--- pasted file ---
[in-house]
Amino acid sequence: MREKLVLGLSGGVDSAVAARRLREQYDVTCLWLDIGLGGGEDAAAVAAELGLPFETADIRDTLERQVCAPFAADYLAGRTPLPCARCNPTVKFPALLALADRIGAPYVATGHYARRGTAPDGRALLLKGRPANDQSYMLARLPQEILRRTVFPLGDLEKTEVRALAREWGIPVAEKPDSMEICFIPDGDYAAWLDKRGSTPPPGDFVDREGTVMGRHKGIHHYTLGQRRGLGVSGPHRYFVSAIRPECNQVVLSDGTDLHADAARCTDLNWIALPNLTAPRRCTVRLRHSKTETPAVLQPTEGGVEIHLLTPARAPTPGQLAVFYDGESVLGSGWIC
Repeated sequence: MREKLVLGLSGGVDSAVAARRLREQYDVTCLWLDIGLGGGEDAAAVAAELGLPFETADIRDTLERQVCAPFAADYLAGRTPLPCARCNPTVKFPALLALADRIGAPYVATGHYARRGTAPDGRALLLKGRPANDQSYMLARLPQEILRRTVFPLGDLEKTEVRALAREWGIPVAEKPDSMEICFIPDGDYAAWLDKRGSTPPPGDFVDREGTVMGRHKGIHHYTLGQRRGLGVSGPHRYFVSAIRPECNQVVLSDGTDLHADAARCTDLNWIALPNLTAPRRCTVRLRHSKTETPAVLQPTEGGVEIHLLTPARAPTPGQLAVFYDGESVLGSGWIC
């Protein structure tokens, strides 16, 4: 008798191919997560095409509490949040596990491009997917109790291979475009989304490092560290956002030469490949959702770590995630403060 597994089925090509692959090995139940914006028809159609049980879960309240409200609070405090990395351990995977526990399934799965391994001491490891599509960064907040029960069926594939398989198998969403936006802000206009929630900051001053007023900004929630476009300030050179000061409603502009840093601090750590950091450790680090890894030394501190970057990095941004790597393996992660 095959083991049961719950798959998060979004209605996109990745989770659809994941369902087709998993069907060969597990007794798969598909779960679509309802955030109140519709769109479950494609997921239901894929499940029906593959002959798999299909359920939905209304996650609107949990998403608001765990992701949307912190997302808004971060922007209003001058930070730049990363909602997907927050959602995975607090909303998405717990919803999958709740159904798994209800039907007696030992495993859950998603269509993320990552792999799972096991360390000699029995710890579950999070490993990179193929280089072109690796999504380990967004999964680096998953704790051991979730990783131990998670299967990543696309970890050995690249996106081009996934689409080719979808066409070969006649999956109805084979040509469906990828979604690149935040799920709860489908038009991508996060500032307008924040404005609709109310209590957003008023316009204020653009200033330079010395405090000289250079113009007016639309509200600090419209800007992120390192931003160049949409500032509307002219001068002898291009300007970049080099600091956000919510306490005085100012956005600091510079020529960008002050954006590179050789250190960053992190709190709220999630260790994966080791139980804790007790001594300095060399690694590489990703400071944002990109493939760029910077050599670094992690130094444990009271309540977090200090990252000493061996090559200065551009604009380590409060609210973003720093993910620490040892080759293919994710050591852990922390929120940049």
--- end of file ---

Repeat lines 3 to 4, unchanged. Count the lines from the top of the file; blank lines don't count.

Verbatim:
Repeated sequence: MREKLVLGLSGGVDSAVAARRLREQYDVTCLWLDIGLGGGEDAAAVAAELGLPFETADIRDTLERQVCAPFAADYLAGRTPLPCARCNPTVKFPALLALADRIGAPYVATGHYARRGTAPDGRALLLKGRPANDQSYMLARLPQEILRRTVFPLGDLEKTEVRALAREWGIPVAEKPDSMEICFIPDGDYAAWLDKRGSTPPPGDFVDREGTVMGRHKGIHHYTLGQRRGLGVSGPHRYFVSAIRPECNQVVLSDGTDLHADAARCTDLNWIALPNLTAPRRCTVRLRHSKTETPAVLQPTEGGVEIHLLTPARAPTPGQLAVFYDGESVLGSGWIC
């Protein structure tokens, strides 16, 4: 008798191919997560095409509490949040596990491009997917109790291979475009989304490092560290956002030469490949959702770590995630403060 597994089925090509692959090995139940914006028809159609049980879960309240409200609070405090990395351990995977526990399934799965391994001491490891599509960064907040029960069926594939398989198998969403936006802000206009929630900051001053007023900004929630476009300030050179000061409603502009840093601090750590950091450790680090890894030394501190970057990095941004790597393996992660 095959083991049961719950798959998060979004209605996109990745989770659809994941369902087709998993069907060969597990007794798969598909779960679509309802955030109140519709769109479950494609997921239901894929499940029906593959002959798999299909359920939905209304996650609107949990998403608001765990992701949307912190997302808004971060922007209003001058930070730049990363909602997907927050959602995975607090909303998405717990919803999958709740159904798994209800039907007696030992495993859950998603269509993320990552792999799972096991360390000699029995710890579950999070490993990179193929280089072109690796999504380990967004999964680096998953704790051991979730990783131990998670299967990543696309970890050995690249996106081009996934689409080719979808066409070969006649999956109805084979040509469906990828979604690149935040799920709860489908038009991508996060500032307008924040404005609709109310209590957003008023316009204020653009200033330079010395405090000289250079113009007016639309509200600090419209800007992120390192931003160049949409500032509307002219001068002898291009300007970049080099600091956000919510306490005085100012956005600091510079020529960008002050954006590179050789250190960053992190709190709220999630260790994966080791139980804790007790001594300095060399690694590489990703400071944002990109493939760029910077050599670094992690130094444990009271309540977090200090990252000493061996090559200065551009604009380590409060609210973003720093993910620490040892080759293919994710050591852990922390929120940049």